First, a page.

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Humane society works to get animals adopted while closed to the public

Foster-to-adopt program going strong for dogs; PetSmart helping get cats adopted

  • 2 min to read
Dogs running

PLAYTIME — Kokomo Humane Society dogs get exercise outside of the facility.

Due to the COVID-19 pandemic, the Kokomo Humane Society is closed to the public, but its staff still has been working to get pets adopted.

Through a foster-to-adopt program with dogs and adoptions at PetSmart for cats, as well as “drive-thru” pickups for adoptions at the shelter, dozens of animals have been rehomed during the stay-at-home orders. Karen Wolfe, executive director of Kokomo Humane Society, said the downtime many people have now is ideal for introducing a new pet to the family.

“I think people are feeling really isolated, and having a pet is something else to do. And also a major part of that is they’re home, and they have time. So it’s great. It’s a great time to adopt if you’re home. What a great time to introduce a new family member,” Wolfe said.

For the dogs, people are encouraged to visit the humane society’s website,, and find a dog they may be interested in fostering and potentially adopting. Wolfe said foster homes are helpful as they allow the dogs to get out and get more exercise, though playgroups still are ongoing at the shelter.

Those interested can email to get more information on the dog, and, depending on if it’s a good fit, they can go to the shelter to briefly meet the dog while social distancing and take the dog home.

Wolfe said the majority of those fostering currently are wanting to adopt the dogs.

“At this point now, some of them have had the dogs for three weeks, and they know they want them. So we’re going through and doing the adoptions over the phone,” Wolfe said. “It’s working out pretty well.”

Approximately 50 dogs currently are in foster homes.

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For cats, those interested in adopting can look online to see the available pets. If interested in adopting, they can email for more information on the cat and complete an application online. If the application is approved, they can pick up the cat at the door.

Cats also are available for adoption at PetSmart, and Wolfe said those cats have been getting adopted quickly.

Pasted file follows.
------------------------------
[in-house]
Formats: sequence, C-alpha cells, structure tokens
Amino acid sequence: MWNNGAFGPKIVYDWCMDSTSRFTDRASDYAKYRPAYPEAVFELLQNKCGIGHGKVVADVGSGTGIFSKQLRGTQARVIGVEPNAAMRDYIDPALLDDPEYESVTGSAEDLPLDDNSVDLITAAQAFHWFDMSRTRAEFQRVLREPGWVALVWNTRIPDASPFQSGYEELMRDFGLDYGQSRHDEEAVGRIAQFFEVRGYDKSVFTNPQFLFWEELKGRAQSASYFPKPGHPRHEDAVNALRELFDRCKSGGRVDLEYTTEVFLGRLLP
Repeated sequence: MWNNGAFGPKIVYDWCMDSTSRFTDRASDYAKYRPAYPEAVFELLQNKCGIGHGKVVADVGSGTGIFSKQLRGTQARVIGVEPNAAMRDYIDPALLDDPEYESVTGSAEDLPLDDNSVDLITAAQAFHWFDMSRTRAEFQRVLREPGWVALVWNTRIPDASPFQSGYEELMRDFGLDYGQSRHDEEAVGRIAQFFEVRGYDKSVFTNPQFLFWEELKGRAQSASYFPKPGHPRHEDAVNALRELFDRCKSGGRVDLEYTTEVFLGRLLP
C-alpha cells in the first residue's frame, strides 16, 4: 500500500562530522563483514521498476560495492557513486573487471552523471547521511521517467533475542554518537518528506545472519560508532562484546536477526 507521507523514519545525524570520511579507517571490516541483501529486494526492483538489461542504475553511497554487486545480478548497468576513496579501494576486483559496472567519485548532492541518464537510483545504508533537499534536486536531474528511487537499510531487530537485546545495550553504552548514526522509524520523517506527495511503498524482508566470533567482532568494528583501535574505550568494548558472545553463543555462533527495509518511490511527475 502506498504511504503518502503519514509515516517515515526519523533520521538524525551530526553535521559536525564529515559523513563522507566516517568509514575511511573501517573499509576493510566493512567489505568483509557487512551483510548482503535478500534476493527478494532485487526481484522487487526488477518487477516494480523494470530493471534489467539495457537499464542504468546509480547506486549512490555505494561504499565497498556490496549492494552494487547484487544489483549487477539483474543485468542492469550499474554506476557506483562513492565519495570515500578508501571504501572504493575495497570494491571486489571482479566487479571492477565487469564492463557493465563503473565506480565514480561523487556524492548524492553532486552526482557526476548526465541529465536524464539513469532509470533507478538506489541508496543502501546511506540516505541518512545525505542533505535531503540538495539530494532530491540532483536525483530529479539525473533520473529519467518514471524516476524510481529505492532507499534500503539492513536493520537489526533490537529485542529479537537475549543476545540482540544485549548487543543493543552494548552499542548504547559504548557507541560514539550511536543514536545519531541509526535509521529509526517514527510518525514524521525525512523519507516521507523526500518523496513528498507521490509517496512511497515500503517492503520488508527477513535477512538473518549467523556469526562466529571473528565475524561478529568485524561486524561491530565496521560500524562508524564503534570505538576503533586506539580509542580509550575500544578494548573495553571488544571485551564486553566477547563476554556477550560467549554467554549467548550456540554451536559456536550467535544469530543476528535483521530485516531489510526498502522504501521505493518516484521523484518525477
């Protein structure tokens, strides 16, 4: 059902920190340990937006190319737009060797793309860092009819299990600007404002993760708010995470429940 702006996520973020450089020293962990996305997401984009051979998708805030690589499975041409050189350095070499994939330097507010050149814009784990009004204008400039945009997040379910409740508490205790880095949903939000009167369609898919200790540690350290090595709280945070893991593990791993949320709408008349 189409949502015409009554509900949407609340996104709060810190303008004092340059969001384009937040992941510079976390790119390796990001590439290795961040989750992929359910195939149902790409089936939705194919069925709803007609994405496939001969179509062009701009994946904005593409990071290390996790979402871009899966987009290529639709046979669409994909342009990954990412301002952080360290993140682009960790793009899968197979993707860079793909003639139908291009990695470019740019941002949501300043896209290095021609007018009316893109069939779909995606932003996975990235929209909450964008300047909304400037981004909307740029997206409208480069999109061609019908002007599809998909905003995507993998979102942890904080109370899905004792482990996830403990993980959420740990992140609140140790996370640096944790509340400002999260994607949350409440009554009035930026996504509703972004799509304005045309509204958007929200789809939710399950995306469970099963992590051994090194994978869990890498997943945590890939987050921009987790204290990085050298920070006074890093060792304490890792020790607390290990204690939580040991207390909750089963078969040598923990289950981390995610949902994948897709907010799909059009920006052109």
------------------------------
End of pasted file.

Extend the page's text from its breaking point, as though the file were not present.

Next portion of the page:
“We’re actually in really good shape. We have empty kennels in our adoptable room, which is unprecedented. The animals are healthier, so this sort of made us look at things a little different,” she said.

While now is a good time for many to adopt, Wolfe reminded people that they’re making a commitment that should last long after the stay-at-home order.

“If they’re wanting to adopt, especially a more active dog, we really caution them that once life goes back to normal, you’re still going to still have this active dog. You really need to think about if you’re going to have time afterward for this,” she said. “You can still foster, but if you’re going to adopt, then let’s make sure that this is going to be a good forever home.”

Since the stay-at-home order was issued on May 16 until April 28, 68 animals were adopted, and around 50 dogs were in foster homes. During the same period last year, 223 animals were adopted. While adoption numbers are down, Wolfe said intake also is down, as she has asked people not to surrender their animals at this time if possible.

While the humane society still is picking up stray dogs and doing animal control, people also are being encouraged to rehome their animals on their own if they need to rehome one.

“We’re asking people to hold off, and I think that sometimes people who hold off may decide they don’t necessarily want to surrender their animal. And if they need us to take a dog or cat, we will, but if they either can hold off or decide that they can make it work that’s great. Or they can rehome the animal themselves. That’s another thing. We have an online application where you can rehome your pet,” Wolfe said.

People can register their pets to be rehomed at